Playing an instrument:
Depending on how much time you have spent playing an instrument, awkwardness and enjoyability will change. Anyway, playing an instrument alone is very relaxing and can give you the opportunity to see what kind of music you like to create. When I'm jamming with other people I always feel tempted to impress them somehow and as a result will fail to play anything interesting or learn new techniques.
In a way being alone (or feeling alone) is a state of mind. Psychically being alone to someone looking at you can say if you are or you aren't - its and obvious state you either are alone or not, if that makes sense?
The feeling of being alone is more subjective. For some people they can be in a room full of people (not physically alone) but feel alone or be hanging out with friends and feel as if they haven't got a single one in the world. You can be surrounded by people but unless you make some kind of connection you can still feel isolated and disconnected. As with most things in life, there's the situation you're in and you're own perceptive of it - which can make you view it as better or worse. Maybe this is why people who are alone may not feel lonely. Or people who haven't ever had a deep connection with another person and never had a friend can not care and be happy, even when society tells them alonedom is unfulfilling, unsatisfying and the whole notion that it should remain a temporary state. In movies and the media people who are alone are seen as weird- hermits that are strange and others that are scary. The alone ones talk to themselves in supermarket isles and on the bus, while the single are desperate losers holding out for a date.
I think this video is saying if you change the way you view your state of aloneness you can be happy in that state. It's all about looking from a new perceptive.
Back to the actual topic of your post.
It's interesting to note how with asexuals (romantic and aromatic) seems to not be worried with "alonedom". They would like nothing more than losing themselves in books or drawing. While sexuals are the ones who fear it and enjoy their time going to parties and having a big group of friends to socialize with on the weekend.
I know people that are like that, that need to be with someone all the time, that when they're alone even just for a day or two they get super depressed. There's the people that always have friends around them and when they not physically there they have their phone glued to their ear or are texting like mad. I know another friend that can't stay single. She would get out of a relationship and would be in another one within a fortnight. Like being single was the worst state to be in she couldn't last even a month without a partner. Maybe like most of society seems to think, being young and single means you are a lesser person and not 'whole'. Don't know what that makes me if she has had more relationships than I can remember and I haven't had one LOL.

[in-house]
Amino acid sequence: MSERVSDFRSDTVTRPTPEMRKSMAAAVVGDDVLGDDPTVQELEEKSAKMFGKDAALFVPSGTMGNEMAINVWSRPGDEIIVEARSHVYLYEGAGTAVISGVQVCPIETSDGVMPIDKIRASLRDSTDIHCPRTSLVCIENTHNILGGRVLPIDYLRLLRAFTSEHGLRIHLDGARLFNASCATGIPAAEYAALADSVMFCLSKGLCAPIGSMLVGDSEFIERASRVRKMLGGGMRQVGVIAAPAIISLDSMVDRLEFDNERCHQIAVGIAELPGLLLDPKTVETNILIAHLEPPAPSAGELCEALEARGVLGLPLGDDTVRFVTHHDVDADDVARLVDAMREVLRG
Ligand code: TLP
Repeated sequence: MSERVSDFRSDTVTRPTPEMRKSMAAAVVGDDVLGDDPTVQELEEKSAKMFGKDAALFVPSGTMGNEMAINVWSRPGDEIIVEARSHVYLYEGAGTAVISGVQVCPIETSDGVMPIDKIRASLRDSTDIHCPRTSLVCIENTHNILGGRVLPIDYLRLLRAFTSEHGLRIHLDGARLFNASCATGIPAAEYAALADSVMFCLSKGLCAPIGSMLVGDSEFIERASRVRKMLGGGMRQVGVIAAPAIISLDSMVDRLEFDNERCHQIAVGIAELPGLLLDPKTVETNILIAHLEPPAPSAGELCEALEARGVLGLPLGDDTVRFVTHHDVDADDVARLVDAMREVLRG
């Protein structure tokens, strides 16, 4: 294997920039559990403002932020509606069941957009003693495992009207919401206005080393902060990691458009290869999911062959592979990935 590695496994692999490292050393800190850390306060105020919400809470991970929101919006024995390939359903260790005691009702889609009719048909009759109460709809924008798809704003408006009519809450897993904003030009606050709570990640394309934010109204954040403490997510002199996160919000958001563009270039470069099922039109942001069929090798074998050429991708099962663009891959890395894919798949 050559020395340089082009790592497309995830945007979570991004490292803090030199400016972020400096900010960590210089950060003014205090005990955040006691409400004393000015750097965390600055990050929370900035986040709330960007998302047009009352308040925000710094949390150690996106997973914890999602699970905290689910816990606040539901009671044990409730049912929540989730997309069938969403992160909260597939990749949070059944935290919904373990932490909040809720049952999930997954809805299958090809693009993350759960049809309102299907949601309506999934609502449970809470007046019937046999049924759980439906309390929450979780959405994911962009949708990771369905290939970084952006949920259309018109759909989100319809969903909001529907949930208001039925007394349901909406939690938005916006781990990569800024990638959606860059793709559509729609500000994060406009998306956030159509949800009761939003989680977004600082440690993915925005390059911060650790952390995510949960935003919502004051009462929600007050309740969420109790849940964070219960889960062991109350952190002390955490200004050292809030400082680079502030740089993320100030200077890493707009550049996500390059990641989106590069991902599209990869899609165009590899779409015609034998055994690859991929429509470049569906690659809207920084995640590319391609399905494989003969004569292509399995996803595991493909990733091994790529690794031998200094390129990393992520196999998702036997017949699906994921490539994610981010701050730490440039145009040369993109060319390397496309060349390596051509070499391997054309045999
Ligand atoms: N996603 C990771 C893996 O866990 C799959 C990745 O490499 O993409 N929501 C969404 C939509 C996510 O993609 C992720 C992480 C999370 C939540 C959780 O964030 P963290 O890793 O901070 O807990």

I think it's interesting also that some people can be alone psychically but can't be alone in silence, they have to have the radio or TV on in the background or have their mp3 player on 24/7. They can be alone but seem to be scared of silence I've heard of some that can't even sleep without there earplugs in.
people sitting in the quiet embracing that nothingness are the ones that come up with new inventions and cures because it lets their brain think. Some of these kids probably haven't walked outside and heard birds sing and embraced nature in years because they need to have music in everywhere they go.
Being alone forces you to take risks and live outside your comfort zone. At school you make a group of friends and that's who you sit with and hang out with at lunch. (you may say hello to other kids in class but you stay with your clique. But if one day you lose you're friends and are forced out of that group and have to sit alone at lunch.maybe a person from another group will see you and introduce you to their group, It's as if you can't make any new friends (or interact with another group/clique) unless you're alone and friendless. She touched on this in the youtube video with sitting alone on a park bench, being alone can help you meet people. For example you might sit alone on a bus to work everyday and another person sits alone to go to work everyday and then you start talking one day and the everyday you take again and the before you know it your friends.
It's interesting if you're the token cat lady you're seen as alone even when you live in a house full of cats, don't animals count?
Being with a friend can be good if you need an alibi for a murder case but being alone isn't so bad either :)
P.S I was the one who linked you to that video- it's kind of cool that in a small way I contributed to this blog post :)
Post a Comment